The adenoids typically don’t cause problems for adults but can prompt breathing issues and infections for kids.
The adenoids are a small body part that can cause big issues for children. Here’s a look at what they are and how to help your child.
Where are they and what can go wrong?
The adenoids are a clump of tissue that sits at the very back of the nose, right between the openings of the Eustachian tubes. Another way to think about them: Imagine if you could shrink yourself so that you fit inside the mouth. If you walked to the very back of the tongue, ducked underneath the uvula, which hangs down at the back of the soft palate, and looked straight up, you’d see the adenoids hanging above you.
Adenoids are made of lymphoid tissue, similar to the lymph nodes elsewhere in the body. As we age into adulthood, the adenoids typically shrink and do not often cause problems. However, in children, who are newly exposed to viruses, environmental irritants and allergens, the adenoids can grow quite large and become a problem. If your pediatrician has concerns, he or she may recommend seeing an ear, nose and throat specialist. The ENT will assess whether they should be removed in a procedure called an adenoidectomy.
What are the reasons to have adenoidectomy?
The most common reasons the adenoids are removed are they have gotten so large they are blocking breathing through the nose or because they are frequently infected. Children may have constant stuffy noses, frequent or persistent nasal drainage, or snoring. Parents may note that a child is always breathing through his mouth. The child may have associated allergy symptoms, such as sneezing or itchy eyes. Nasal sprays like nasal saline or a nasal steroid have been shown to shrink adenoid tissue to some degree, so parents can try them before surgery is recommended.
Chronically infected adenoids also may become enlarged and cause nasal irritation or problems with nasal sinuses. If a child is diagnosed with frequent sinus infections, adenoidectomy may improve symptoms.
Interestingly, large adenoids can also cause problems with the ears. This is because of the proximity to the Eustachian tubes (the connection between the nose and the ears which allows you to “pop” your ears). If the adenoids block the Eustachian tubes, fluid can collect in the middle ear leading to frequent ear infections. Adenoidectomy may be performed with ear tube placement if there are also concerns for nasal symptoms, which may be causing the ear problems.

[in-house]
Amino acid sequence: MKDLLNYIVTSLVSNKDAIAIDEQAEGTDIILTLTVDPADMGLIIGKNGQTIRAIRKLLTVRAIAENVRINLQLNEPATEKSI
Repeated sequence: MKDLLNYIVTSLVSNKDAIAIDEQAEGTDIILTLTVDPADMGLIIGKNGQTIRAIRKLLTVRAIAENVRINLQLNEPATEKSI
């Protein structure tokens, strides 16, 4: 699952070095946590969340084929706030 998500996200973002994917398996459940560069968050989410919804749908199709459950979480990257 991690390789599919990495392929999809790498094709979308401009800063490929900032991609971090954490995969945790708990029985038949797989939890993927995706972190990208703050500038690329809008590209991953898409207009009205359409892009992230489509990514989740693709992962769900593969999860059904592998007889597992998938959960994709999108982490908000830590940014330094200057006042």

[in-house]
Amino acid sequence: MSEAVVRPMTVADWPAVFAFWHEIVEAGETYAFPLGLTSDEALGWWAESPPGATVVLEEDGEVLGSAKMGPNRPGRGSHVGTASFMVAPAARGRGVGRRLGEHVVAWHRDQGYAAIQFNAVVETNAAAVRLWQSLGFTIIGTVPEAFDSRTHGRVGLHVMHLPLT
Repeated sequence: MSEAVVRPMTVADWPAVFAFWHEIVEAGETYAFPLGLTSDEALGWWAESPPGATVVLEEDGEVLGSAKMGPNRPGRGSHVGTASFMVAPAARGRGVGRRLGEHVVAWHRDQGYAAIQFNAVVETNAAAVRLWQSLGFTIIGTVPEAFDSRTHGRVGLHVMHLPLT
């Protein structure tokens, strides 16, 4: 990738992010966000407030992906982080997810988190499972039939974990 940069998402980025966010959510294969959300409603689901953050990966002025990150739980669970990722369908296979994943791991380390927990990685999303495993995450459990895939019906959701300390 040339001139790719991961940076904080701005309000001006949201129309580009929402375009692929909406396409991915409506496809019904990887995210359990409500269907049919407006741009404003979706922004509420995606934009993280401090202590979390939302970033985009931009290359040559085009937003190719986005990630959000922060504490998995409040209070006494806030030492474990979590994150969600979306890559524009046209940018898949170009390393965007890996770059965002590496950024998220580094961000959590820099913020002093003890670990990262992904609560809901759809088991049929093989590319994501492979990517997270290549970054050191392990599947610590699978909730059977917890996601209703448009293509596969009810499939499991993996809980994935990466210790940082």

Sometimes the adenoids are enlarged by themselves, or a child is too young to have tonsillectomy. In these cases, the ear, nose, and throat doctor may perform a scope exam or get an X-ray to confirm that the adenoids are so big that they are stopping up the back of the nose.
How is adenoidectomy performed?
Because the adenoids are way back in the back of the nose, believe it or not, the easiest way to get to them is to go through the mouth. A surgeon uses an instrument to open the mouth very wide, pulls the soft palate forward and uses a mirror to look up at the top of the throat. Various instruments can then be used to remove the adenoid tissue. It can be cauterized and suctioned away, scraped off or shaved away.
What are the risks of surgery?
In an otherwise healthy child, adenoidectomy is a very routine and safe procedure. Children are very often able to go home the same day. Still, there are important risks that parents need to know:
- Bleeding can rarely occur. This may lead to nose bleeds or spitting up blood. Patients must return to the operating room in fewer than 1 percent of cases.
- Voice changes can occur as too much air comes through the nose when trying to make certain sounds. This can make the child’s speech less intelligible. The surgeon will check to make sure that the palate is normal before removing the adenoids to minimize this risk.
- Because of the way they are removed, where the base is often left, the adenoids can sometimes regrow and need to be removed again.
- Rarely, there can be scar formation in the back of the nose or irritation of the spinal column, leading to neck stiffness.
This post was written by James Phillips, M.D., an assistant professor with the department of otolaryngology at Vanderbilt. Phillips, who grew up in Knoxville, Tennessee, attended undergraduate school at Vanderbilt University and then stayed at Vanderbilt for medical school. He received residency training in otolaryngology at the University of Alabama Birmingham and then completed a fellowship in pediatric otolaryngology in Little Rock, Arkansas.
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